Hands of Blessing: St Damien Maternity

Marie Jacqueline was doing everything right. The 35 year old, pregnant with her 2nd child, was diligently following her pregnancy at a small clinic on the outside of Port-au-Prince.  In the dusty outpost of Croix-de-Bouquets, she showed up promptly for every appointment and implemented each recommendation her doctor gave her. And then it happened.

“I couldn’t really understand it at first,” Marie reflects. Dressed in a pink flowing dress and tightly braided hair, her eyes widen expressively as she recounts the passed events. “The doctor and the nurse at the clinic, they were using all these words that I didn’t know, and I couldn’t comprehend what was happening. I kept looking at my husband, but he didn’t understand either. But then they looked at both of us, and they told me my health, and the baby’s health, was….“ Her voice trails off. “They told me it was extremely dangerous-they told me myself and the baby were in danger.”

She pauses, gathering the details. “I was told I needed to have surgery-I was told that they needed to cut me open. They told me how much I would have to pay, and I remember, my husband and I looked at each other, and we were so scared. We knew we didn’t have it. I begged my doctor to transfer me to another hospital, anywhere where they could do the surgery for free. Finally, he sent me here.”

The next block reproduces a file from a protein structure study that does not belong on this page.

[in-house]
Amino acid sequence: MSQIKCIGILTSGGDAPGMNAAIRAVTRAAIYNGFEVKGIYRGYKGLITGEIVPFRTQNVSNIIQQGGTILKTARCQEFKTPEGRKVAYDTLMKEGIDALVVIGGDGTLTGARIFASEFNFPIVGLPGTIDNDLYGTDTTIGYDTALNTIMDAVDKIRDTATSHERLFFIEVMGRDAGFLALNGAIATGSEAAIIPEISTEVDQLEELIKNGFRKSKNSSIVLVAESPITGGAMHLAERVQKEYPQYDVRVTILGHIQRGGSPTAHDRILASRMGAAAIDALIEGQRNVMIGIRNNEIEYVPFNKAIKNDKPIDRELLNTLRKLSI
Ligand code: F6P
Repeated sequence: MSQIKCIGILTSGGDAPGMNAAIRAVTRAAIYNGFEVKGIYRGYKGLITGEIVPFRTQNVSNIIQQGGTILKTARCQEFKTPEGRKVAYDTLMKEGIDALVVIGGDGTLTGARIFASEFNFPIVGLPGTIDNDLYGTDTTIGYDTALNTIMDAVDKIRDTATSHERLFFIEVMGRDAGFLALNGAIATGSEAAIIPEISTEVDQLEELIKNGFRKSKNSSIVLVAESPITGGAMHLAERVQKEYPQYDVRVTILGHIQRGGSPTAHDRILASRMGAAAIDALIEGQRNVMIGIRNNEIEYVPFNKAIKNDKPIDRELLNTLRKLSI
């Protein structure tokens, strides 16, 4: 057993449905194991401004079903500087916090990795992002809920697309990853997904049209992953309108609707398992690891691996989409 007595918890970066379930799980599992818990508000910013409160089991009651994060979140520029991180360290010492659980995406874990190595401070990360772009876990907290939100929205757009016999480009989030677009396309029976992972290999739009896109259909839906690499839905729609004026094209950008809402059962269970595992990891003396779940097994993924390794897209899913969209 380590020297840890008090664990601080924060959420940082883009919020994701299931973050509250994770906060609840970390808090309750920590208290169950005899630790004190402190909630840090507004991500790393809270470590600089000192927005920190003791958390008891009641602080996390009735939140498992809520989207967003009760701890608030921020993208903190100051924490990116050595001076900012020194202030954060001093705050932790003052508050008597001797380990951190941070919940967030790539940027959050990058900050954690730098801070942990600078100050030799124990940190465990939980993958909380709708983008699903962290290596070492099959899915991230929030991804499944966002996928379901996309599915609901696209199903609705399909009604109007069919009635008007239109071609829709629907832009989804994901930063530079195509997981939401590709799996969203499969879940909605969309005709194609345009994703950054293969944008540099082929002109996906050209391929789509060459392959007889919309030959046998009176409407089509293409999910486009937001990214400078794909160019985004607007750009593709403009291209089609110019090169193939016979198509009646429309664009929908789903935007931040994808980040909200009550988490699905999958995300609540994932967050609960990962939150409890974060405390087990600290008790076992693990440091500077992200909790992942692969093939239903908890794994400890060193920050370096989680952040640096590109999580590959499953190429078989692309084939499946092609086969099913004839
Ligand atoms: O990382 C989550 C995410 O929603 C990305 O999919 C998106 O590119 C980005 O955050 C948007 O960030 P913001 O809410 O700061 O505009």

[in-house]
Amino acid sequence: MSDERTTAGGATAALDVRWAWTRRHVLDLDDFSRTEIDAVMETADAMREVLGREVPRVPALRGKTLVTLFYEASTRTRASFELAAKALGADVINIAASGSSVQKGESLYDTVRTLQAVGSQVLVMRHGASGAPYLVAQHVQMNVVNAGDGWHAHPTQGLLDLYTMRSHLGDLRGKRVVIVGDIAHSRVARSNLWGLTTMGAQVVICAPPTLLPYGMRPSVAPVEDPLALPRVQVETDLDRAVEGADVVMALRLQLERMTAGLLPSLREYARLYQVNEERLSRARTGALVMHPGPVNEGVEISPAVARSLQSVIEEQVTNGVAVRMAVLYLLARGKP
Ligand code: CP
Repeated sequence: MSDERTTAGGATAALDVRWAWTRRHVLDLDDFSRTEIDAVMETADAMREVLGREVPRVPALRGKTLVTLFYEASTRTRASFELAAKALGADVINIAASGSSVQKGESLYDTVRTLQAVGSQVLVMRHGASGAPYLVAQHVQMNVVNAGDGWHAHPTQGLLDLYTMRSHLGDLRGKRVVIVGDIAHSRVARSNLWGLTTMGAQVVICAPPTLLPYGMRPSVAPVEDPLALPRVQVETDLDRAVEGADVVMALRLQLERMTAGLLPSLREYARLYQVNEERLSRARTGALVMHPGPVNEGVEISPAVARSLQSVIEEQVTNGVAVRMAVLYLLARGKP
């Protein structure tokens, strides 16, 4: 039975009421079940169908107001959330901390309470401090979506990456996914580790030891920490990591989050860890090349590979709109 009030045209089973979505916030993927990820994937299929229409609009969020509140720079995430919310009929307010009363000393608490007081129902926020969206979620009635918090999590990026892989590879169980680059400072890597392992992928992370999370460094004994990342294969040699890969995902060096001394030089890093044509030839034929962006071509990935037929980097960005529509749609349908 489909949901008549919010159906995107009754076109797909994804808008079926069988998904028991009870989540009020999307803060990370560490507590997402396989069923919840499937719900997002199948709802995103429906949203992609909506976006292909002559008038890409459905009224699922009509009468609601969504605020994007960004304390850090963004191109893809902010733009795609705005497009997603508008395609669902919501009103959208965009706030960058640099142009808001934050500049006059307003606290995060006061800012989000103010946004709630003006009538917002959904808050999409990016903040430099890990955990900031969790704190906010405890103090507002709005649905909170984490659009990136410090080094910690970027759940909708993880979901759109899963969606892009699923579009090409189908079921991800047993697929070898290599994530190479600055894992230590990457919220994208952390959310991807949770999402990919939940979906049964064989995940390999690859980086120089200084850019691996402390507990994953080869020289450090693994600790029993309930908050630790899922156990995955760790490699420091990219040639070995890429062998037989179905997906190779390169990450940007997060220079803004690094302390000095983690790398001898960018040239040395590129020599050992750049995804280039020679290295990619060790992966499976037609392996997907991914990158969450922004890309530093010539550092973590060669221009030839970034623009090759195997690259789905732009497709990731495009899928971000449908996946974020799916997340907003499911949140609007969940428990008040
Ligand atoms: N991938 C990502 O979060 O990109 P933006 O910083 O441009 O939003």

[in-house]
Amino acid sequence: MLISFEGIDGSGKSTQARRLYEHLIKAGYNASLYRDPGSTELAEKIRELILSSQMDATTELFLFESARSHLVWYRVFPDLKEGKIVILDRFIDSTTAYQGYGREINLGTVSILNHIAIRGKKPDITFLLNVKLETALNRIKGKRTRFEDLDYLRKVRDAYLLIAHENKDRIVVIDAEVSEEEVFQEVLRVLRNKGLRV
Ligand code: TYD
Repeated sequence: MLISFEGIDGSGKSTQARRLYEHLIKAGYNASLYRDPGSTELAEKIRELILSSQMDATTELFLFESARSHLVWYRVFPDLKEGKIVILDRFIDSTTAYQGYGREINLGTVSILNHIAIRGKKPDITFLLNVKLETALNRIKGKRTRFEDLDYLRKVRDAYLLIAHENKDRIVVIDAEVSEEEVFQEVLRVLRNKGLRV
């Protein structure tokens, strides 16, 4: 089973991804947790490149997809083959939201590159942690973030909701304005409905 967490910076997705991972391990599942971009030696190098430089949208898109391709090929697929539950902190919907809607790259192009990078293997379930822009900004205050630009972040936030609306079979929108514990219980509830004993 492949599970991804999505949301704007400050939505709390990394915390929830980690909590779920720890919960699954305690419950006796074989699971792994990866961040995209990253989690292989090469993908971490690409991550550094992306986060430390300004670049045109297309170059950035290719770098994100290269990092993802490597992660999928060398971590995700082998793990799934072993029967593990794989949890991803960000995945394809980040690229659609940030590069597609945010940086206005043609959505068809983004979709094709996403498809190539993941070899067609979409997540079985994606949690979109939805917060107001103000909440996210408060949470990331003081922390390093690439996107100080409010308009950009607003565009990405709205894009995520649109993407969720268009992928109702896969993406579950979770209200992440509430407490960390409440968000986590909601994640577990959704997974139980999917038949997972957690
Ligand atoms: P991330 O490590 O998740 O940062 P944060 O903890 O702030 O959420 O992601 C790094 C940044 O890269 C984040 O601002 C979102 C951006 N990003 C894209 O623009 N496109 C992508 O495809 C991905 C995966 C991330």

Marie arrived at St. Damien’s alone-her husband unable to leave work in fear of losing his job and the meager income for supporting his family. “I was so scared!” Marie laughs. “But then, all these nurses and doctors came to me, and I swear to God, it was fantastic. I kept asking myself if I was dreaming-everyone was so supportive-asking me how I was feeling, if I was comfortable. I knew at once that I was in real good hands-the hands of blessing-if you will allow me to call them that.”

The maternity team scheduled her ceserean section immediately. Wheeled down into surgery, Marie recalls the bright white walls, the flooded colors of the earthquake memorial that all mothers pass on their way to maternity. “They told me it was the names of those who died in the earthquake. And here I was on my way to bring in new life.”

Once in the operation room, the birth went forward with no complications. Today Marie sits in the recovery room, her tiny daughter encapsulated in her arms. “I’m leaving to go home today.” She smiles. “My husband needs to see our daughter and we need to give her a name. I am so, so, eternally grateful. I love you all, and wish for blessings for everyone who passed through here.”

 

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